Orlando, Florida – U.S. District Judge Paul G. Byron has sentenced Donovan Davey (57, Orlando) to 32 months in federal prison for making a false statement in a passport application, aggravated identity theft, falsely claiming U.S. citizenship, and illegally reentering the United States after being deported.
Davey had pleaded guilty on March 3, 2021.
According to court documents, Davey is a citizen of Jamaica. He does not have lawful status to reside in the United States and was physically removed from the United States to Jamaica in 2005 and 2012. In October 2009, Davey fraudulently filed an application for a U.S. passport using the name of Connecticut resident J.T. and including J.T.’s date of birth and social security number but submitting Davey’s photograph. As a result of this fraudulent application, a U.S. passport was issued to Davey in J.T.’s name.
In March 2020, Davey fraudulently filed an application with the U.S. Department of State to renew the passport that he held in J.T.’s name. In the renewal application, Davey again provided J.T.’s personal identifying information, but Davey’s photograph. In the renewal application, Davey attested under penalty of perjury that he was “a citizen or non-citizen national of the United States,” which was not true.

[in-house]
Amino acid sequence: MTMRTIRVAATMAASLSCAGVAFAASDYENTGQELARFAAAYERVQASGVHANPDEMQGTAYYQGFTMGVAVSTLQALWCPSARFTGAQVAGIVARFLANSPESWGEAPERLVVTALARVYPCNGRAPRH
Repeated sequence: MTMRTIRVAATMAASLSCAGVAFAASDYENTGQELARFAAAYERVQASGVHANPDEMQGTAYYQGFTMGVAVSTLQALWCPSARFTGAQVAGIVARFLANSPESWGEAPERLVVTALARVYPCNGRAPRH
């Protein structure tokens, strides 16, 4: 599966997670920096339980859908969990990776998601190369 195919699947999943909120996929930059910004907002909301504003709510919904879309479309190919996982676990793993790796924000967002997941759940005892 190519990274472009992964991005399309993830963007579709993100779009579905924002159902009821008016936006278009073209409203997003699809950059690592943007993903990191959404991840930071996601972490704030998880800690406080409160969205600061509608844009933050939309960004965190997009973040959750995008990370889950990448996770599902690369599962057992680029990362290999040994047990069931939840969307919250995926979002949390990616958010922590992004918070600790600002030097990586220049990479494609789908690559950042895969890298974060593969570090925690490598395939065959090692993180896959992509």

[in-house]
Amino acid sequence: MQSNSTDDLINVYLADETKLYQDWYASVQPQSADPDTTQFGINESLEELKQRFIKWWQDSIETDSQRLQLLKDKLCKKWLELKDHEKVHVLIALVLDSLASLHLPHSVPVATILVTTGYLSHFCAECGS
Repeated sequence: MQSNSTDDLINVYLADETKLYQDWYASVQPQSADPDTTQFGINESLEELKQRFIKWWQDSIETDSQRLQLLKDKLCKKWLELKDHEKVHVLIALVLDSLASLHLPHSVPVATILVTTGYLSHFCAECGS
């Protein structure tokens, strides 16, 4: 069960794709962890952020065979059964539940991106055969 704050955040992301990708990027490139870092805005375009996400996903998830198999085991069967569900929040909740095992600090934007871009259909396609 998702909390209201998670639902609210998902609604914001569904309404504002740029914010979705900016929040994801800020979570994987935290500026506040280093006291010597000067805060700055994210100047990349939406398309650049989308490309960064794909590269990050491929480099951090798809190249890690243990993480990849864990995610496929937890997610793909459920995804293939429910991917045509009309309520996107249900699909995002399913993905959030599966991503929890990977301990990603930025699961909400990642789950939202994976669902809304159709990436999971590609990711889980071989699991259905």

In September 2020, Davey was arrested in Orlando after having returned to the United States without authorization from the U.S. Attorney General or the Secretary of the Department of Homeland Security.
“Today’s sentencing sends a strong message: the Diplomatic Security Service is committed to ensuring those who commit passport fraud and identity theft face consequences for their criminal actions,” said DSS Special Agent in Charge Peter Kapoukakis of the Miami Field Office. “Our strong relationships with the U.S. Attorney’s Office and other law enforcement agencies continue to be essential in the pursuit of justice and safeguarding our national security.”
“A U.S. passport is an important document around the world, and this criminal thought he could get one through fraud,” said U.S. Immigration and Customs Enforcement (ICE) Enforcement and Removal Operations (ERO) Miami Field Office Director Michael Meade. “Federal agencies working together stopped his scheme and made our communities and nation safer.”
This case was investigated by the U.S. Department of State’s Diplomatic Security Service (DSS) and U.S. Immigration and Customs Enforcement – Enforcement and Removal Operations (ERO). It was prosecuted by Assistant United States Attorney Chauncey A. Bratt.
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